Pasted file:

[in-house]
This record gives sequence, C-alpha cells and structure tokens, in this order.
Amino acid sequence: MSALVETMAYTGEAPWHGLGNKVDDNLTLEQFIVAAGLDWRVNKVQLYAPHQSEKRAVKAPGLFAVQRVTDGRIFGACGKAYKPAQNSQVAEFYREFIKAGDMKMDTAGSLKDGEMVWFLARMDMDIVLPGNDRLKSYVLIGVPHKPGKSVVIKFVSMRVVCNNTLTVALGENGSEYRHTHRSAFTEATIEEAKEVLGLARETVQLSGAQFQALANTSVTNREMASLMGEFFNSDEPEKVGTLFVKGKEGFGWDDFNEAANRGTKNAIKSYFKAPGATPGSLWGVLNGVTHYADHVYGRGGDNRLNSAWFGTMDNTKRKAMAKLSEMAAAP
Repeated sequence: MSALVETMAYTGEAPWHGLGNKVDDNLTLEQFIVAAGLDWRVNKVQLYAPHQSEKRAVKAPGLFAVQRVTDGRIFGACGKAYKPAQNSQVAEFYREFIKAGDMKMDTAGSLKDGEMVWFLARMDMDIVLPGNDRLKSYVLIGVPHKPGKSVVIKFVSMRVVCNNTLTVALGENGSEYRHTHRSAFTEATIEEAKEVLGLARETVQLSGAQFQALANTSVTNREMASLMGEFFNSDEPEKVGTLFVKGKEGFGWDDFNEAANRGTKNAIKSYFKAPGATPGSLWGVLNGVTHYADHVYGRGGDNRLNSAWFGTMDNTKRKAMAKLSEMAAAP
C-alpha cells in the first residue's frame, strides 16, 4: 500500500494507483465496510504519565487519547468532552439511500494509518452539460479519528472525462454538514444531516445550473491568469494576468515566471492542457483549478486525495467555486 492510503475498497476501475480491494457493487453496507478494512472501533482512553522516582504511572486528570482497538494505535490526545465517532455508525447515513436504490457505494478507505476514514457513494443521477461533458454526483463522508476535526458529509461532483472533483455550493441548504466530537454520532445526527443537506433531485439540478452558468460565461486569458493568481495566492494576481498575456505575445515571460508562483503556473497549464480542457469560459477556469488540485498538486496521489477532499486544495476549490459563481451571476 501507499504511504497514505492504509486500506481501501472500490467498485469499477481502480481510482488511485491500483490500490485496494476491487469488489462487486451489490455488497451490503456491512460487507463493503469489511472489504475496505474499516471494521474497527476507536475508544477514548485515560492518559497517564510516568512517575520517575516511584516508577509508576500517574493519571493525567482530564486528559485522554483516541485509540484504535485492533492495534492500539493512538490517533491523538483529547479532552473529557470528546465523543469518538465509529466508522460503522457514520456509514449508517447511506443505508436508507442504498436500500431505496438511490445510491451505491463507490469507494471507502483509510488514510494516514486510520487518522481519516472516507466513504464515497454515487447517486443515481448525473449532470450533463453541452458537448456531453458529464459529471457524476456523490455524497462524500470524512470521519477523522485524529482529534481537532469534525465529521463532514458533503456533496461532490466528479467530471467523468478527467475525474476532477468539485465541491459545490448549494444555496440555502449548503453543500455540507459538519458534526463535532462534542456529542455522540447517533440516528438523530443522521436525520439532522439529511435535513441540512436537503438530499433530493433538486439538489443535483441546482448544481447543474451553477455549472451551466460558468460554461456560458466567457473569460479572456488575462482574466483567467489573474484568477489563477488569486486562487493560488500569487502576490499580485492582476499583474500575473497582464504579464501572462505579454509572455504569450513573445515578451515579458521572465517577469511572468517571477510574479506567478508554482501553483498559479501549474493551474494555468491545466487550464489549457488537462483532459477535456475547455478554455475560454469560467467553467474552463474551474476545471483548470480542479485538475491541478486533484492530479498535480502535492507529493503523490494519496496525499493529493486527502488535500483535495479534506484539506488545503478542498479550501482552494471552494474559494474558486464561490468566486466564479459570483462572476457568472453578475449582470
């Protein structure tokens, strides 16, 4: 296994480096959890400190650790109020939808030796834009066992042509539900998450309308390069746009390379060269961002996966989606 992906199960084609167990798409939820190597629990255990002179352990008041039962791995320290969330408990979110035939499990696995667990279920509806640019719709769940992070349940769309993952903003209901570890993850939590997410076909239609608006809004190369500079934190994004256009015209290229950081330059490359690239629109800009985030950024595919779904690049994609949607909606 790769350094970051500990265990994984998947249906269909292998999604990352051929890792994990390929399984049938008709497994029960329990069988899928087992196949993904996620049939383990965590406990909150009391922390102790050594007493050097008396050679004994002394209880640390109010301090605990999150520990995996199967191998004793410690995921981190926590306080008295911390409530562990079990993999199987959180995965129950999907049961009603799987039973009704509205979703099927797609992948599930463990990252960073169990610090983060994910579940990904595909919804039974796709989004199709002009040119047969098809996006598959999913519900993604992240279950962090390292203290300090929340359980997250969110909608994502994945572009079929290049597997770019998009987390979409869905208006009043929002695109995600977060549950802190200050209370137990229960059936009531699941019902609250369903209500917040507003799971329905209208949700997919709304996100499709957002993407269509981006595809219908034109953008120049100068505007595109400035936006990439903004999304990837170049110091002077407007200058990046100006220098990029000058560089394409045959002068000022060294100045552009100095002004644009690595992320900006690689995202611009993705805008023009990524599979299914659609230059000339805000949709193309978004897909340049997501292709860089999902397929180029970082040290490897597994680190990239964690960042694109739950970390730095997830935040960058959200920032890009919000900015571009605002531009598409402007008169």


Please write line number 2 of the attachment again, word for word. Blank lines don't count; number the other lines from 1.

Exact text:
This record gives sequence, C-alpha cells and structure tokens, in this order.